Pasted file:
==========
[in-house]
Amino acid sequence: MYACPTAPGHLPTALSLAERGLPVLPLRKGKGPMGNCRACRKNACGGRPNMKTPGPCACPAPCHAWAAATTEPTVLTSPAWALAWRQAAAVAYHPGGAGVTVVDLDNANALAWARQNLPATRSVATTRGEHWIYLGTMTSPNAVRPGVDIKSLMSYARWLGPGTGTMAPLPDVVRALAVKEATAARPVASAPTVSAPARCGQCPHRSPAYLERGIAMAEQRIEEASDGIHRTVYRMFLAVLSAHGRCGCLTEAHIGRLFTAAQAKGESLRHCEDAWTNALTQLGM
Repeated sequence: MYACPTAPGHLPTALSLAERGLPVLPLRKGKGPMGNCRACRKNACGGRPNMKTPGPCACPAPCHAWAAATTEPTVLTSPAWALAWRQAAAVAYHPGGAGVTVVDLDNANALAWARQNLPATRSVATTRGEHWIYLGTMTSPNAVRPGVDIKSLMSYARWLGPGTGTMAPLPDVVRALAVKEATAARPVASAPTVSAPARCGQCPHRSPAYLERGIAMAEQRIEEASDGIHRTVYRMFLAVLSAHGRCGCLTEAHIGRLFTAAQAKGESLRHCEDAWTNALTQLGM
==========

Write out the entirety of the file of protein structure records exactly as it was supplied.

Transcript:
[in-house]
Amino acid sequence: MYACPTAPGHLPTALSLAERGLPVLPLRKGKGPMGNCRACRKNACGGRPNMKTPGPCACPAPCHAWAAATTEPTVLTSPAWALAWRQAAAVAYHPGGAGVTVVDLDNANALAWARQNLPATRSVATTRGEHWIYLGTMTSPNAVRPGVDIKSLMSYARWLGPGTGTMAPLPDVVRALAVKEATAARPVASAPTVSAPARCGQCPHRSPAYLERGIAMAEQRIEEASDGIHRTVYRMFLAVLSAHGRCGCLTEAHIGRLFTAAQAKGESLRHCEDAWTNALTQLGM
Repeated sequence: MYACPTAPGHLPTALSLAERGLPVLPLRKGKGPMGNCRACRKNACGGRPNMKTPGPCACPAPCHAWAAATTEPTVLTSPAWALAWRQAAAVAYHPGGAGVTVVDLDNANALAWARQNLPATRSVATTRGEHWIYLGTMTSPNAVRPGVDIKSLMSYARWLGPGTGTMAPLPDVVRALAVKEATAARPVASAPTVSAPARCGQCPHRSPAYLERGIAMAEQRIEEASDGIHRTVYRMFLAVLSAHGRCGCLTEAHIGRLFTAAQAKGESLRHCEDAWTNALTQLGM